The Rehabilitation Act of 1973

Section 504 of the Rehabilitation Act prohibits discrimination on the basis of disability in programs conducted by federal agencies, programs receiving federal financial assistance, and in federal employment. For instance, a federal agency that refuses to accommodate a disabled employee’s needs, where such accommodation wouldn’t impose undue hardship, could be held liable under this act.

The Genetic Information Nondiscrimination Act (GINA)

GINA prohibits employers from using individuals’ genetic information when making decisions about hiring, promotion, and several other terms of employment. It also restricts insurers from using genetic information to set premium or contribution amounts.

An example could be a situation where an employer learns of an employee’s genetic predisposition to a certain disease and fires them out of fear they will become sick and less productive. The employee could potentially sue under GINA.

The Immigration Reform and Control Act (IRCA)

IRCA prohibits discrimination on the basis of national origin or citizenship status in employment. For example, if an employer prefers to hire U.S. citizens over equally qualified authorized immigrants, this could be considered discrimination under IRCA.

The Equal Pay Act of 1963 (EPA)

EPA requires that men and women in the same workplace receive equal pay for equal work. The jobs need not be identical, but they must be substantially equal. If a woman is paid less than a man for doing substantially similar work, she could lodge a complaint or sue her employer under the EPA.

What Remedies Are Available for Governmental Discrimination?

In cases of governmental discrimination, several remedies may be available to the aggrieved party depending on the nature and impact of the discriminatory act. These remedies aim to “make whole” the individual who suffered discrimination. They include:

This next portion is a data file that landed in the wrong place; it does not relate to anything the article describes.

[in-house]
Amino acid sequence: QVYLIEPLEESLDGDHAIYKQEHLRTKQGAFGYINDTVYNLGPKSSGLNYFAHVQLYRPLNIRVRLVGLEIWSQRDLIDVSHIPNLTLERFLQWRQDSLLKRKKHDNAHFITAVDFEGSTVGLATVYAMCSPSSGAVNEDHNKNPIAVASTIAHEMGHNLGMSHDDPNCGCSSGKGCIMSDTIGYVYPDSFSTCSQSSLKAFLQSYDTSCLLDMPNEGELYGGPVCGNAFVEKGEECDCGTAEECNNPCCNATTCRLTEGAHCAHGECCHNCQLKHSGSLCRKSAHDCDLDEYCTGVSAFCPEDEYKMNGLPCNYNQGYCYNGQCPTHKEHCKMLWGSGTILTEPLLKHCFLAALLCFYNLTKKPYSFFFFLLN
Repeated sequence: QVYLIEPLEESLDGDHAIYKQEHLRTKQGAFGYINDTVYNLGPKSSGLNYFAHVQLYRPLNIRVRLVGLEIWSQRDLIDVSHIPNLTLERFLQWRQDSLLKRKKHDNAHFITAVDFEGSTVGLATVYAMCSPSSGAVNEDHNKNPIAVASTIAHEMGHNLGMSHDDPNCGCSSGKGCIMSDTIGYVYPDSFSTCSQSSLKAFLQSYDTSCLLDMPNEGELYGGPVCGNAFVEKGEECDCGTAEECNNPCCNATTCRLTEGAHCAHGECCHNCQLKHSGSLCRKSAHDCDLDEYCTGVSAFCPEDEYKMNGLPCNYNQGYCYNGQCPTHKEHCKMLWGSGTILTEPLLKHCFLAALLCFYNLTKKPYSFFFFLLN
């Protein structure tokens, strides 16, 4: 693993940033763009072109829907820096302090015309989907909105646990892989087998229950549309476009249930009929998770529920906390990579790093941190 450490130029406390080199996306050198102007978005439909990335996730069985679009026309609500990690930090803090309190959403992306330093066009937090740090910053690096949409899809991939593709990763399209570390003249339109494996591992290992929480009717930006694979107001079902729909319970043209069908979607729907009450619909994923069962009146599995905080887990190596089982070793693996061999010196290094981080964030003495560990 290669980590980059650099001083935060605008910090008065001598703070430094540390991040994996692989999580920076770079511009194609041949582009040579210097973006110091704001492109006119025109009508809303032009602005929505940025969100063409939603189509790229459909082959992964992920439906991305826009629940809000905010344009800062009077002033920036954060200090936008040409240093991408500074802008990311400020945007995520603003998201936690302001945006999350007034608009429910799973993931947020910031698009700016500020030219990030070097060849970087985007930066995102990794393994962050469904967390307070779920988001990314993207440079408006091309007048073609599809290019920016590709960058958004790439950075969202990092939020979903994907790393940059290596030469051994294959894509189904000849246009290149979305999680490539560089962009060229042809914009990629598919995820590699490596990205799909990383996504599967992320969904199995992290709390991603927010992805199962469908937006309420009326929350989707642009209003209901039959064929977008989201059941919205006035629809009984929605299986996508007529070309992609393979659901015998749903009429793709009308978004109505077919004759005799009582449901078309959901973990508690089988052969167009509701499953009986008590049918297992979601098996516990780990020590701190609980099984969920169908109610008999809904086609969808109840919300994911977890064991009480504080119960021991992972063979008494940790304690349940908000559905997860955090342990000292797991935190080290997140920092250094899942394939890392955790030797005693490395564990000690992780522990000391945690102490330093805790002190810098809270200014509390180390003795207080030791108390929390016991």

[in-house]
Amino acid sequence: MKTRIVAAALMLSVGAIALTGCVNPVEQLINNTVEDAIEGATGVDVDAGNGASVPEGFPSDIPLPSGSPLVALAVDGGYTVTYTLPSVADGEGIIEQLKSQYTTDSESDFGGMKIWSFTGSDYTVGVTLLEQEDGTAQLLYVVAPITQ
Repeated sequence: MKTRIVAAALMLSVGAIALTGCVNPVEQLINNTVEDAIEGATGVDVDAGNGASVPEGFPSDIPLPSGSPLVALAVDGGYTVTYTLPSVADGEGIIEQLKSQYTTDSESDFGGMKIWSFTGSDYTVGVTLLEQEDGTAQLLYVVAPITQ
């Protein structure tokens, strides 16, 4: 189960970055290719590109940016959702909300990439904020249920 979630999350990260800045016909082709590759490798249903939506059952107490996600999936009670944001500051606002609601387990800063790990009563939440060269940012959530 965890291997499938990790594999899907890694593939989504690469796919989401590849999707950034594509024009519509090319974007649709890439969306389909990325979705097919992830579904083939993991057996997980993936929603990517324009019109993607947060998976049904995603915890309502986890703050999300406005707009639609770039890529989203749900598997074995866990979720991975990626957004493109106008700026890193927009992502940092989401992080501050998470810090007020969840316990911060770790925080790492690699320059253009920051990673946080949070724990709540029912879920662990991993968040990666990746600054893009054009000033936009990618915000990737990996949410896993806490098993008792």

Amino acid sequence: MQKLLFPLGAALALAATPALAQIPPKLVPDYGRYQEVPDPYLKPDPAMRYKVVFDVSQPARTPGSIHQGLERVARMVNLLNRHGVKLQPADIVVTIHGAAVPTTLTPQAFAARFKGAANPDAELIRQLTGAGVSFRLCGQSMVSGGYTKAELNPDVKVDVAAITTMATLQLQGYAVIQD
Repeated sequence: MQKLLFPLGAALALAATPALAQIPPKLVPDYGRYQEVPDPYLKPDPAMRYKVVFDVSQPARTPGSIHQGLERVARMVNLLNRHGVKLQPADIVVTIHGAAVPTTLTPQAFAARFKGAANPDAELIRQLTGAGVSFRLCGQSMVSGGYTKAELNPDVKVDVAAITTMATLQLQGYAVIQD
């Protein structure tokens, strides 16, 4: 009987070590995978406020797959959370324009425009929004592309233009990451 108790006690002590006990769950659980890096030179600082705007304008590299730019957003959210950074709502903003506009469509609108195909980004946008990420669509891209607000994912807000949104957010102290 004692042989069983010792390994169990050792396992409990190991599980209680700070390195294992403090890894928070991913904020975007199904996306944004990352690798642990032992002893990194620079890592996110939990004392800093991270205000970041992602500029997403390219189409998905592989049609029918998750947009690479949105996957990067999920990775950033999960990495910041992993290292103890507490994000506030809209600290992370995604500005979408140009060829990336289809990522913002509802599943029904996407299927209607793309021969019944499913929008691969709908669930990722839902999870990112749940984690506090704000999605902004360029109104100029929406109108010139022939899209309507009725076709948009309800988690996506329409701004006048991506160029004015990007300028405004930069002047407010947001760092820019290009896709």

1. Back Pay: Back pay refers to the wages, benefits, or other compensation that an individual would have earned from the time of the discriminatory act to the time a judgment is made.
  2. Front Pay: Front pay covers the loss of future wages and benefits that an individual will suffer due to the discriminatory act. It is often awarded when reinstatement is not possible or practical.
  3. Compensatory Damages: These damages cover actual financial losses, such as costs associated with a job search or medical expenses. They also cover non-financial harm such as emotional distress, pain and suffering, loss of enjoyment of life, and inconvenience caused by discrimination.
  4. Punitive Damages: Punitive damages are awarded to punish the discriminating party for malicious or reckless conduct. These are not often awarded in cases against government entities, as the law often limits or prohibits such damages against the government.
  5. Injunctive Relief: In some cases, a court may order the governmental agency to stop its discriminatory practices or to take specific actions to remedy the discrimination.
  6. Policy Changes: Courts can require an agency to change its policies that led to the discrimination, helping prevent future discriminatory practices.

Do I Need a Governmental Discrimination Attorney?

When facing governmental discrimination, it’s best to have an experienced attorney who understands the complexity of these cases. Discrimination laws can be intricate, and every case requires a unique approach. A knowledgeable government lawyer can help you understand your rights, evaluate your claim, and guide you through the legal process.

LegalMatch is a valuable resource that can help you find the right attorney. With LegalMatch, you can present your case, and based on the information provided, you will be matched with an attorney who handles governmental discrimination cases. Our service ensures that you get legal representation tailored to your unique situation.

Facing discrimination can be a challenging experience, but with the right legal help, you can assert your rights and seek the justice you deserve. Don’t let discrimination go unchallenged; get in touch with a governmental discrimination attorney through LegalMatch today.